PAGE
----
Shell departure ‘a punch in the gut’ for Alaska

By Margaret Kriz Hobson | 09/29/2015 08:14 AM EDT

Alaskans are struggling to understand the full impact of Royal Dutch Shell PLC’s Sunday announcement that it is abandoning its Chukchi Sea leases because it found too little oil and gas to warrant further exploration.

Alaskans are struggling to understand the full impact of Royal Dutch Shell PLC’s Sunday announcement that it is abandoning its Chukchi Sea leases because it found too little oil and gas to warrant further exploration.

Shell’s decision to scrap its U.S. Arctic drilling program shocked and angered Alaska state officials and Native group leaders who have been among the oil giant’s most vocal supporters.

Alaska House Speaker Mike Chenault (R) spoke for many state oil supporters in describing Shell’s decision as "a punch in the gut."


Ben Nageak, a Democratic state House member from Barrow, called Shell’s action "heartbreaking" for North Slope residents who had hoped to benefit from the company’s Chukchi Sea oil development.

Noting that production is steadily declining at the 40-year-old Prudhoe Bay oil fields, Nageak said Shell’s operation could have provided "another economic boom that could have propelled our young people and their children to better futures."

Arctic Slope Regional Corp.’s president and CEO, Rex Rock Sr., shared those sentiments.

"We are looking for solutions on how we continue to sustain our local economies to support our communities," Rock said. "Absent any responsible resource development onshore and offshore, we are facing a fiscal crisis beyond measure."

Shell’s departure is especially a blow for company employees and contractors who have worked on the Arctic drilling program over the last seven years. This summer, Shell had roughly 400 workers in its Anchorage office and 3,000 contractors working in the field on the Chukchi operation.

Shell officials acknowledged yesterday that the company’s decision to leave Alaska is "hugely disappointing."

"We had hoped to write the next chapter of Alaska’s oil and gas history, and that won’t happen — at least not now, not with Shell," said Shell Alaska spokeswoman Megan Baldino.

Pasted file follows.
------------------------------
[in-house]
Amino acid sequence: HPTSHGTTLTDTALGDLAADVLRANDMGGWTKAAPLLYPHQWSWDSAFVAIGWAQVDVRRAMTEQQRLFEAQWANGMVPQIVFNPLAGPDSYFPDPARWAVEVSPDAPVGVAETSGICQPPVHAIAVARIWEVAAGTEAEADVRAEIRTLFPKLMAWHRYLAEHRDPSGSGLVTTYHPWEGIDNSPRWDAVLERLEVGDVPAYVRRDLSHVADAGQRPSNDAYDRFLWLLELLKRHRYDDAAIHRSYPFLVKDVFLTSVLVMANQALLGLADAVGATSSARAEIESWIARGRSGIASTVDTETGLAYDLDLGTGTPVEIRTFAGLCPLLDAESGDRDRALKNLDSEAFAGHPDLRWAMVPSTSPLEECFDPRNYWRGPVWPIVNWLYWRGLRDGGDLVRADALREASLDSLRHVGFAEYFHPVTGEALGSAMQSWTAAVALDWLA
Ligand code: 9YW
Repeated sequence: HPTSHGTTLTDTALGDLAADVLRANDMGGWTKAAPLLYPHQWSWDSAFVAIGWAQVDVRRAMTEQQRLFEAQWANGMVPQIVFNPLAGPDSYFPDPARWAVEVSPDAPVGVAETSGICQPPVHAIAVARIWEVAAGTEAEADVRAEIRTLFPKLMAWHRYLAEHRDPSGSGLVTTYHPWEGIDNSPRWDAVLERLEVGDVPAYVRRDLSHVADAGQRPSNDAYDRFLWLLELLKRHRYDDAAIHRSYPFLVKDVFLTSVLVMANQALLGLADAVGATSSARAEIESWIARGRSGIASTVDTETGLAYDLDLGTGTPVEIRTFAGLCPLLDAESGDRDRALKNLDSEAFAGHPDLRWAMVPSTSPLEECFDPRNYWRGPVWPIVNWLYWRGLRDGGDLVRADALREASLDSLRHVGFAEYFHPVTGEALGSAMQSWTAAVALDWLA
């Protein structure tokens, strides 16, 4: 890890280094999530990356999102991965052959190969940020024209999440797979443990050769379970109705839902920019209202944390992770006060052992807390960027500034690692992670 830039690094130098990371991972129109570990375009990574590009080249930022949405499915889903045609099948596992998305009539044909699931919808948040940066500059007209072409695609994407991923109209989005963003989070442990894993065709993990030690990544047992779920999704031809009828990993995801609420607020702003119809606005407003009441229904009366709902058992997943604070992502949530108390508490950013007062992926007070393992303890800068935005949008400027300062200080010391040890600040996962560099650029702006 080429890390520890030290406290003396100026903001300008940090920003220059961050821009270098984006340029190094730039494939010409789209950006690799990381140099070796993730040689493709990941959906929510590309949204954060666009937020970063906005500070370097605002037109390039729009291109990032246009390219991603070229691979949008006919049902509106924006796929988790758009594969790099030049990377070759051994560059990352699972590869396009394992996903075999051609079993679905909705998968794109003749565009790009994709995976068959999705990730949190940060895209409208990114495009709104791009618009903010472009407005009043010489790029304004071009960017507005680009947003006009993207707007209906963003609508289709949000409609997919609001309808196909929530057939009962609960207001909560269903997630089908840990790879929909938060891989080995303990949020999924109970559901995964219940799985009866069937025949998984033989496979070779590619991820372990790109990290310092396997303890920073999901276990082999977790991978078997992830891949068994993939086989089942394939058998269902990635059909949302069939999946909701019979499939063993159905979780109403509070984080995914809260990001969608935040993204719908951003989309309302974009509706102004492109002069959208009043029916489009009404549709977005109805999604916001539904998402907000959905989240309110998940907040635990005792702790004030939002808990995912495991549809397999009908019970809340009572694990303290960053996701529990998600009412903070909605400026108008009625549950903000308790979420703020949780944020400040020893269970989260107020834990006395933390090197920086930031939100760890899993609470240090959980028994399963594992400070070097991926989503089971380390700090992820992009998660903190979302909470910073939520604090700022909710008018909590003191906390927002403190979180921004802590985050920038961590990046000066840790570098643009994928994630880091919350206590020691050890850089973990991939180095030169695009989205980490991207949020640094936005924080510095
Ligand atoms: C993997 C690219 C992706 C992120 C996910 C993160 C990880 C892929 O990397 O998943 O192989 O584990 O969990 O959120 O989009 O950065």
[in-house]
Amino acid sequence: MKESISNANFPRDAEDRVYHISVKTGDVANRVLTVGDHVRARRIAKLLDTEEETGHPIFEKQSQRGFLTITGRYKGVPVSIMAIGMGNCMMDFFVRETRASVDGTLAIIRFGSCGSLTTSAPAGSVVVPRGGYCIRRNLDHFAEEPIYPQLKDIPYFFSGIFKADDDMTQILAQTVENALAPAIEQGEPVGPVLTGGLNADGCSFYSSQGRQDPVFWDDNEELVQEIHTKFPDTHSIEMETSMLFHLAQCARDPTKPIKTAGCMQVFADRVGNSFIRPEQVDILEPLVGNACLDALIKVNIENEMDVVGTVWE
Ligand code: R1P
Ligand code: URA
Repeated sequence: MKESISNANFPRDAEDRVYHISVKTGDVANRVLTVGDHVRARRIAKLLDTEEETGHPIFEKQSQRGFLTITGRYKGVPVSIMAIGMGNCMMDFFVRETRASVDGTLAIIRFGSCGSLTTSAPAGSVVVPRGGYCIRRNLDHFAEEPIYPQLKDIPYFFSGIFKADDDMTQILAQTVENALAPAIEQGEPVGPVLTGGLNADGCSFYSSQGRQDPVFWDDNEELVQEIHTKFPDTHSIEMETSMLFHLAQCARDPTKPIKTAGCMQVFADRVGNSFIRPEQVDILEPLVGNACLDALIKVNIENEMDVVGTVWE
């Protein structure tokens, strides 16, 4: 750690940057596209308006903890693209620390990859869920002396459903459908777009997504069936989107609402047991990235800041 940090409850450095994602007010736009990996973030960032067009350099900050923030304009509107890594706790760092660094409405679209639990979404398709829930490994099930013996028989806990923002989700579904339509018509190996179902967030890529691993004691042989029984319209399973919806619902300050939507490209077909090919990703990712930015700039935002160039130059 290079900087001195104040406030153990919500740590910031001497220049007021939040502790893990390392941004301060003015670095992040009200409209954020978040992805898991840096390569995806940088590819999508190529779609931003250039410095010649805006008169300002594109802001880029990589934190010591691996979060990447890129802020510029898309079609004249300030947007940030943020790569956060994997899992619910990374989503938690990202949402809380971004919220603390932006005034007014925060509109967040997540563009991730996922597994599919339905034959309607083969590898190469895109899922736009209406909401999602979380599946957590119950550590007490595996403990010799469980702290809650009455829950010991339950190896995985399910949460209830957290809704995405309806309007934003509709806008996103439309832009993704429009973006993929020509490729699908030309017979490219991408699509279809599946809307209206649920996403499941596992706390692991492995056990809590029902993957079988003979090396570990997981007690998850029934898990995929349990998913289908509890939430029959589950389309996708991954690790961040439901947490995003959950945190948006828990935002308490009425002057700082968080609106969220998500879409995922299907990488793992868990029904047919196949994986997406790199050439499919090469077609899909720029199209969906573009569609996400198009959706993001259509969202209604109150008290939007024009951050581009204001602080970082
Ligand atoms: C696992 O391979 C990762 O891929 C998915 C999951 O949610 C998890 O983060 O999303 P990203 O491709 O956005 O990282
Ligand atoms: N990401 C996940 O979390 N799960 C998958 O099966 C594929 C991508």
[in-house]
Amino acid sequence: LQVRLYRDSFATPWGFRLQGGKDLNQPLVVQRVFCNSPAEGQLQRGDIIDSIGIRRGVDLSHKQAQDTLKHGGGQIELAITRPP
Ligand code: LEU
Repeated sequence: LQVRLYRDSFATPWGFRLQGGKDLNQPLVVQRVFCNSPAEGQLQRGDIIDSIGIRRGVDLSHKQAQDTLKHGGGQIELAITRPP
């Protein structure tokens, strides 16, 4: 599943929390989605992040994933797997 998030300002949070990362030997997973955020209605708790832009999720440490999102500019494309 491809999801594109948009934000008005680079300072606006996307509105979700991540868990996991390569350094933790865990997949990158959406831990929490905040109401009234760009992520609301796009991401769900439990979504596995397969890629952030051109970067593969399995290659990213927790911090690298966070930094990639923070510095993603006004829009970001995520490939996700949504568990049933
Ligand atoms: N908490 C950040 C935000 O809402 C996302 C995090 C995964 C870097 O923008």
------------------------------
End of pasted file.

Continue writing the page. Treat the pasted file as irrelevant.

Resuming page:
Although Shell is closing down its Arctic drilling operation, it has not relinquished its Beaufort or Chukchi leases. In fact, the company continues to push federal regulators for an additional five years to explore on those properties.

Regulatory blame

In announcing its decision to stop drilling in the Arctic, Shell took a swipe at the Obama administration, criticizing the federal government’s "challenging and unpredictable federal regulatory environment in offshore Alaska."

The Alaska leaders are also blaming the federal government for the demise of the company’s Chukchi Sea oil development operation. Shell’s action is certain to intensify efforts by Alaska leaders to gain greater control over resource development in the state.

Alaska Gov. Bill Walker (I) argued that the outcome of Shell’s $7 billion Arctic oil development program might have been different if the company had been given more time and greater leeway to explore.

"It’s certainly disappointing that they could not drill multiple wells in that amount of time, given the amount of money" the company spent, Walker said in a press conference. "Typically, around the world, they would have drilled multiple wells. That was not allowed."

Regulators initially allowed Shell to simultaneously drill two wells about 9 miles apart at its Chukchi unit. But regulators later withdrew that decision based on a 2013 marine mammal rule that requires a minimum well spacing of 15 miles (E&ENews PM, June 23).

Walker said he is pressing President Obama to open federal lands in the state to new exploration. He also plans to meet with Interior Secretary Sally Jewell in the near future "to emphasize the importance of putting oil in the pipeline," he said, referring to the Trans-Alaska Pipeline System.

"I contacted the White House this morning to set up meetings to discuss the potential impact of Shell’s decision, as well as Alaska’s need to explore in the 1002 area," located in the northern region of the Arctic National Wildlife Refuge, he said.

Alaska Republican Sen. Lisa Murkowski called for the Obama administration to work with Alaskans to develop "a predictable and sensible regulatory system both onshore and offshore that encourages companies to make major investments in our future."

Murkowski, who chairs the Senate Energy and Natural Resources Committee, is lobbying regulators to open the door to new oil and gas development in the National Petroleum Reserve-Alaska, off the Beaufort Sea coast, and in the Arctic National Wildlife Refuge.

She also recommended that the Interior Department extend the lease terms for Shell and other companies that own federal lands in the Beaufort and Chukchi seas, as well as hold new lease sales in the American Arctic.